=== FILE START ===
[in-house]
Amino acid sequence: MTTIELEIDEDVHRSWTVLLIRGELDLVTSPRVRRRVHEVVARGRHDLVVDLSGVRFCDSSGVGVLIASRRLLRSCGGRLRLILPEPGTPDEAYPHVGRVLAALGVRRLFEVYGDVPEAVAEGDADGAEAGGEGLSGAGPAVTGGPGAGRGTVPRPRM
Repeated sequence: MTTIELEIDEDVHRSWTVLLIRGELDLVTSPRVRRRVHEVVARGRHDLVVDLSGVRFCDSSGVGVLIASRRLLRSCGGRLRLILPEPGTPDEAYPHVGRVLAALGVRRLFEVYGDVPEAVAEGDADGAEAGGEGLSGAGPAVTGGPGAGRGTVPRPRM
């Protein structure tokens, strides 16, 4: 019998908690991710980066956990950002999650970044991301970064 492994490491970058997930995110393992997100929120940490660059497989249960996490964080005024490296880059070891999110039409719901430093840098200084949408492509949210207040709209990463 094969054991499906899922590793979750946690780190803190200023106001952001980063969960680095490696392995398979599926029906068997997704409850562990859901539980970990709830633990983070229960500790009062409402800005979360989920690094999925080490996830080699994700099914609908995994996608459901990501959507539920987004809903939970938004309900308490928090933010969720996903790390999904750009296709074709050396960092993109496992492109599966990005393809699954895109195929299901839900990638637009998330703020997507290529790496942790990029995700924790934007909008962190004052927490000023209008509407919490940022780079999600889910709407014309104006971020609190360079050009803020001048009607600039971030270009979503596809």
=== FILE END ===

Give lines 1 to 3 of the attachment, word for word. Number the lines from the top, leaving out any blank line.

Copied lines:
[in-house]
Amino acid sequence: MTTIELEIDEDVHRSWTVLLIRGELDLVTSPRVRRRVHEVVARGRHDLVVDLSGVRFCDSSGVGVLIASRRLLRSCGGRLRLILPEPGTPDEAYPHVGRVLAALGVRRLFEVYGDVPEAVAEGDADGAEAGGEGLSGAGPAVTGGPGAGRGTVPRPRM
Repeated sequence: MTTIELEIDEDVHRSWTVLLIRGELDLVTSPRVRRRVHEVVARGRHDLVVDLSGVRFCDSSGVGVLIASRRLLRSCGGRLRLILPEPGTPDEAYPHVGRVLAALGVRRLFEVYGDVPEAVAEGDADGAEAGGEGLSGAGPAVTGGPGAGRGTVPRPRM